Banks escape inquiry with superficial scratches


During the recent banking inquiry, Australia was treated to a peek inside the often unscrupulous world of the big banks.

Huge profit margins, excessive fees and executive salaries soaring into the millions were just the beginning - the inquiry also trotted out a litany of fake documents, million-dollar "errors" and exploitative financial advice.

Despite the fanfare, to some it seemed the inquiry was mostly a superficial measure - a "PR victory" - and landed no major blows on the banks.

royal commission

In fact, we learnt very little that we didn't know before.

After all, is it news to anyone that the big banks are looking after themselves first?

Even so, several ideas came out of the inquiry - the most significant was the formation of an independent banking tribunal, which would allow customers to take complaints to a neutral moderator.

The second reform would be to make banking products "portable", like a mobile phone number, making the process of switching banks as hassle-free as possible.

The third reform is aimed directly at addressing the issue that prompted the inquiry in the first place: the big banks' habit of passing Reserve Bank rate increases onto customers immediately but dragging their feet on rate cuts.

This reform would encourage banks to provide "tracking" variable rate mortgages, which would move in line with the Reserve Bank.

But these mortgages have been unsuccessful in the past, and bank executives weren't keen on their viability for the future.

The question now is if any of this will prompt real change, or whether a banking royal commission is next on the agenda.

A royal commission could drag on for years and cost hundreds of millions of dollars but if these problems are systemic - and evidence suggests they are - then the Labor Party, along with many Aussies and the experts at Mozo, think it may be a necessary step to protect consumers.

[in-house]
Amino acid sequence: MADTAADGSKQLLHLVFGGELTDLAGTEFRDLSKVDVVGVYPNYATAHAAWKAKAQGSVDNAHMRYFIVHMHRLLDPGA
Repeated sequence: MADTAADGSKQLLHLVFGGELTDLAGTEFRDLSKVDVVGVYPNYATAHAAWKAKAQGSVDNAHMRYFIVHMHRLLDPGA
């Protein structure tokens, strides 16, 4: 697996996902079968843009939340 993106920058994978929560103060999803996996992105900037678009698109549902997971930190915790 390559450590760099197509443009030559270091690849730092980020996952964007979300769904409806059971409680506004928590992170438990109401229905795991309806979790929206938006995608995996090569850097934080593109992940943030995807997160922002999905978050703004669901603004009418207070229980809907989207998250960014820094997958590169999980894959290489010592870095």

Suzi Burge
November 22, 2016 2.24pm

On the 21st November (yesterday) we held a rally on the lawns of Parliament House, to highlight the absolute wrongdoing of the Banking Industry!

We held a dinner on the Sunday night where I sat and listened to what these people have been through and tried to comprehend the amount of lives that have been taken as a result of Bank Misconduct. Let's just say... It was heartbreaking.

I too am a Bank Victim at the hands of the Conmonwealth Bank of Australia. My matter is right up there with some of the worst! The Justice System is a shocker, people can't afford the legal system and are left penniless, broken and it is destroying families!

We need to start prosecuting those that do wrong. I have lodged police complaints. They have seen my documents and yet it seems all to hard for them. I asked the question if I did these things would I be prosecuted. They responded YES!

What is happening here?

People have been thrown off their lands and yet they have not defaulted!

It's a bloody national disgrace! Please let's clean it up now!

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